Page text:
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My Turn: Just Friends

By Sushmita Roy Email By Sushmita Roy
May 2012
My Turn: Just Friends

Back in the reality land of a cramped Mumbai apartment, one stuck one’s nose to the grindstone, did well at school and stayed out of trouble. Romance was a fairy tale. In real life, your parents pretty much held the reins. It helped that the society as a whole bought into the concept—I don’t remember ever questioning or worrying about this concept as a teen.

Growing up in India, I did not know much about my American cousins but one heard snippets. A particular one stuck. Apparently my cousins’ grandparents were being brought over to the United States because the girls were now at that “age” where things might go awry. I remember words like “dating” and “boys” being thrown around in hushed whispers and it was enough for me to conclude that my cousins were now going to be under constant surveillance. Since nothing escaped Grandma’s gimlet eye and the larger society of “aunties” and “uncles” was missing, troop reinforcements were being announced.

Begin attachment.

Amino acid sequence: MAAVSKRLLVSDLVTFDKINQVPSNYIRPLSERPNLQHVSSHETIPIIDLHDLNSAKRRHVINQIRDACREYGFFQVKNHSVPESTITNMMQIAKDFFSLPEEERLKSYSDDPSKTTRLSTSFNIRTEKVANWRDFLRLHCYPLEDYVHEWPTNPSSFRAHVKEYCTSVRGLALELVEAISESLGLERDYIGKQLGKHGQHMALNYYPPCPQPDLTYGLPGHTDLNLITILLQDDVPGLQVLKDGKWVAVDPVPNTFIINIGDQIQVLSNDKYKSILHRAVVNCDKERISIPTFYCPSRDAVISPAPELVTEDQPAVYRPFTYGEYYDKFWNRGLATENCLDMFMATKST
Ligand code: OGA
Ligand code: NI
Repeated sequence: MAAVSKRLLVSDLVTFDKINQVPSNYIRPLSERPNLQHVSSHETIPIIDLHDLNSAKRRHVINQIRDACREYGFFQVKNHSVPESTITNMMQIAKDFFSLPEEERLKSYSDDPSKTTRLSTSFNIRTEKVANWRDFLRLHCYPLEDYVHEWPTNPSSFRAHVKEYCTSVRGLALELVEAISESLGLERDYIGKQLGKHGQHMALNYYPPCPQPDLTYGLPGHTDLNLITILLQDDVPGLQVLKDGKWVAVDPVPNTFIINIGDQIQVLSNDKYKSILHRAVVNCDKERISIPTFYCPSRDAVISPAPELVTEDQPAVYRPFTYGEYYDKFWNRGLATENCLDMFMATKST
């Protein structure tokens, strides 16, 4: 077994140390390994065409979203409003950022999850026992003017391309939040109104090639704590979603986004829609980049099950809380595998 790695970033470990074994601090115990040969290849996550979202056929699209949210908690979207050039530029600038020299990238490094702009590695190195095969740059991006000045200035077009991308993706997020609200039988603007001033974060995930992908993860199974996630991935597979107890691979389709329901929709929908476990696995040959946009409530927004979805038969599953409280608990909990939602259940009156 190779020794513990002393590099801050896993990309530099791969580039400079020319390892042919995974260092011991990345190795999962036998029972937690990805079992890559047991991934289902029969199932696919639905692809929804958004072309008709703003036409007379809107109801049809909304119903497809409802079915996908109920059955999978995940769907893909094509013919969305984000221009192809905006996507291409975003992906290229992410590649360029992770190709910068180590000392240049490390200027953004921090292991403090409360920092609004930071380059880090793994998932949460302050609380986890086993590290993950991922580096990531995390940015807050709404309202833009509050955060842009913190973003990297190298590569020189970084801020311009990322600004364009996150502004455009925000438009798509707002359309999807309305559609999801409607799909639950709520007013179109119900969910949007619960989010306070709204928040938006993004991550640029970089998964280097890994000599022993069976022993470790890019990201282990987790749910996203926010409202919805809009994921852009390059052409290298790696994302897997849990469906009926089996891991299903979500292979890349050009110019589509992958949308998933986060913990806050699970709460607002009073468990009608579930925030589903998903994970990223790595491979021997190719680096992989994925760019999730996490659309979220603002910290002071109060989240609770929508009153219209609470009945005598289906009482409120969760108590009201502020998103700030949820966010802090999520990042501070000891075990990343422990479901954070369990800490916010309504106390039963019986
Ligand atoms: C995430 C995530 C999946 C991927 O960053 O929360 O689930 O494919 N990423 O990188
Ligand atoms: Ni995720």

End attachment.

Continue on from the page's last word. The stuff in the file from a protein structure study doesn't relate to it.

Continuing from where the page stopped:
In the India of the ’70s in which I grew up, there was always this implicit assumption that boys were completely out of the question for a teen girl like me. Let alone a romance, even talking to boys was a no-no. So what if in the movies Kamal Hassan and what’s-her-name cavorted around palm trees and enticingly proclaimed that they were “meant for each other,” they were “ek duuje ke liye.” They did commit suicide in the end, did they not?

Of course this did not prohibit us girls at my all-girls high school from having our own kind of fun. Talk at lunch often revolved around boys, even if the romances were all imagined. Our girls’ school was adjacent to a boys’ one. I remember one of the girls in our group having a crush on a boy from that school. How she managed, in our daily 15-minute “recess” to even find a boy to have a crush on, no one ever thought to ask. But Prerna wanted us all to make a stable pile of stones on which she could climb and peek over the big stone wall separating the two schools. “Oooo, he is so cute,” she would giggle after she landed on the ground with a thud. The rest of us girls in the group were a little nervous about being a helper in Prerna’s illicit ogling but hey, it’s what one did for one’s friend. And I suppose a few got some vicarious thrills out of it all.